By Anne Marie Waters 

11th November 2019

It’s no surprise that career politicians talk the talk but rarely walk the walk. Today, on Armistice Day, both Labour and the Tories have announced plans to support Britain’s Armed Forces. But this is talk; we know them by their actions.

Jeremy Corbyn’s Labour party promising support for service men and women is particularly galling. In 2016, Corbyn supported investigations in to troops that had served in Iraq, and called for the Armed Forces to be dramatically scaled back. He is quoted as saying that the country should no longer have a “huge land-based defence force”.  He also argued that MI6 should not be allowed to recruit new spies, even while the terror threat against the country was at fever pitch.

We know how much Corbyn sympathises with Britain’s enemies, from the IRA to jihadists, Corbyn is always on their side. In his first memorial service as Labour leader, he refused to sing the national anthem, and this year, neither he nor John McDonnell bothered to turn up to a Festival of Remembrance to honour British soldiers.

However, we mustn’t let the Tories off the hook either.

Over the last decade, soldiers have been prosecuted (and persecuted) and the Armed Forces utterly decimated, and all of it while the Tories were in Government. Why only now, on Armistice Day, have they changed their tune?

In 2018, Sir Mike Penning, former Defence Minister, said the UK was on the verge of “no longer being taken seriously” because defence had been “cut to the bone”.

He only spoke out after standing down from his role, but when he did, he stated:

  • The SAS and SBS are leaving in large numbers as they are deployed on missions almost continuously
  • Royal Navy Frigates can only stay at sea for six days because they are short staffed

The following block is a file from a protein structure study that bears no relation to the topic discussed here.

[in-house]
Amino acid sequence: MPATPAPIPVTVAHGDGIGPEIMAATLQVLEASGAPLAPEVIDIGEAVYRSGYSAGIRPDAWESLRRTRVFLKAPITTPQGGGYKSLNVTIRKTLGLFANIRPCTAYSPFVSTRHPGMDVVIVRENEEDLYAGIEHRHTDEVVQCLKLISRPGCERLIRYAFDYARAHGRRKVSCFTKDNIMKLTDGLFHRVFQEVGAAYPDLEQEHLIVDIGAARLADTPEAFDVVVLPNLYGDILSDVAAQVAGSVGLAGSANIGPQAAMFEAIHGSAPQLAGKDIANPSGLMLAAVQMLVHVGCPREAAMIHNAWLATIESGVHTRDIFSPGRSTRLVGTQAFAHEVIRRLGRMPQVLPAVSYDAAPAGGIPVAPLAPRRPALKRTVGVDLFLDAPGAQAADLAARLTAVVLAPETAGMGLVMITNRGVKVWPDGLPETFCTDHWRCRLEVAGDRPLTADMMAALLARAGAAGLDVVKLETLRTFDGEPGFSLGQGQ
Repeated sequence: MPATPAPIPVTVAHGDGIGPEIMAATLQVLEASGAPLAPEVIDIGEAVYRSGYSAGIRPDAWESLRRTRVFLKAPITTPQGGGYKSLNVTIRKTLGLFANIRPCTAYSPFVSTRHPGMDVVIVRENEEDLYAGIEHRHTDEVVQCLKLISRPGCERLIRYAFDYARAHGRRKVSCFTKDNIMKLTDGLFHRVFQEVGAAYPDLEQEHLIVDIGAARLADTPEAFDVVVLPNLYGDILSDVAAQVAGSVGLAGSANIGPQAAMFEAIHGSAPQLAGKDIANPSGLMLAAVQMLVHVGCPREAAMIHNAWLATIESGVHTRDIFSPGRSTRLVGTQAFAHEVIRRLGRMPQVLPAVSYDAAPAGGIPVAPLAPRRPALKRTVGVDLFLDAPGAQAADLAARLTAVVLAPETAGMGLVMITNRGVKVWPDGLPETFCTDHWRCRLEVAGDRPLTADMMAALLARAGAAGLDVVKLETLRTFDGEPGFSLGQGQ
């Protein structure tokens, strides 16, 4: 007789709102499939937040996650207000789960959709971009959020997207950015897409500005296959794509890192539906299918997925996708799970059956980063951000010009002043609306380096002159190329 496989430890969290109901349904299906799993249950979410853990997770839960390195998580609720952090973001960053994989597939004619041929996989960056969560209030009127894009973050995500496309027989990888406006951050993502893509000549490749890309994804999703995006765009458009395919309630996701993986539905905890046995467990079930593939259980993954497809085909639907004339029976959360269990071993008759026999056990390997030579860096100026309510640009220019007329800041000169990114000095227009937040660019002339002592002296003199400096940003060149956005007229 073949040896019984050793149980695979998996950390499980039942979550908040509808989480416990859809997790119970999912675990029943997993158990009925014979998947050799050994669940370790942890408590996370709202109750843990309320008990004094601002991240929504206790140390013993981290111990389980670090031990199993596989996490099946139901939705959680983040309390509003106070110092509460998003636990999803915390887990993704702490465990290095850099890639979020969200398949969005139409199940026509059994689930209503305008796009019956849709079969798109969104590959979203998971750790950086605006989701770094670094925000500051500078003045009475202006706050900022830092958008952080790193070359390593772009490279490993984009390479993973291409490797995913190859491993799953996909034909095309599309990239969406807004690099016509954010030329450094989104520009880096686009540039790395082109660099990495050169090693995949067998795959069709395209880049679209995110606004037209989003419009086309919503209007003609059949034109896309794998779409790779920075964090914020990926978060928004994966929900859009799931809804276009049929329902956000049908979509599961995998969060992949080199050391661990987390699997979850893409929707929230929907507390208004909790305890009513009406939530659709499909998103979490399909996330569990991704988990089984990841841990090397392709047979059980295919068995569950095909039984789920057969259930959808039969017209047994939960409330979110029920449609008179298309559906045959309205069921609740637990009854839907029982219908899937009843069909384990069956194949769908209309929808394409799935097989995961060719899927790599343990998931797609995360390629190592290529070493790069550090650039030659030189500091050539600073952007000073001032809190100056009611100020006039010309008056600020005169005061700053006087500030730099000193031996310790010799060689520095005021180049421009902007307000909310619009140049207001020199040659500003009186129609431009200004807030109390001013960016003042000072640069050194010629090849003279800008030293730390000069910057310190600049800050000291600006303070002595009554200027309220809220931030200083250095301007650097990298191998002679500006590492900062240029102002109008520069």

• The Navy does not have enough ships to mount a pirate fighting operation off the coast of Africa
  • Troops were sent to Eastern Europe to fend off Russians with light desert vehicles because it was so hard to deploy tanks

He also declared that the Army is now too small. At 82,000 troops, the country is not ready to defend itself.

Added to this is the pittance that serving troops are paid, and the appalling abandonment by the state when they return from active service.

It really is a shocking betrayal by our politicians, on both sides of the house, over and over again.

I have spoken with countless service and ex-service people since For Britain was founded, and it is nothing short of heartbreaking. Left to fend for themselves, shoved to the back of healthcare queues, and often living in awful home conditions, the British Armed Forces deserve so much better.

That’s why in our manifesto for 2020, For Britain will produce our most comprehensive defence policy portfolio to date. Not only will we raise defence spending, but we will outline exactly how we will make our troops safer, and show them the respect they so richly deserve.

We will build a party for our Armed Forces. We will honour and respect them, not just on Armistice Day, but every day.

Join us.

Anne Marie Waters 


For Britain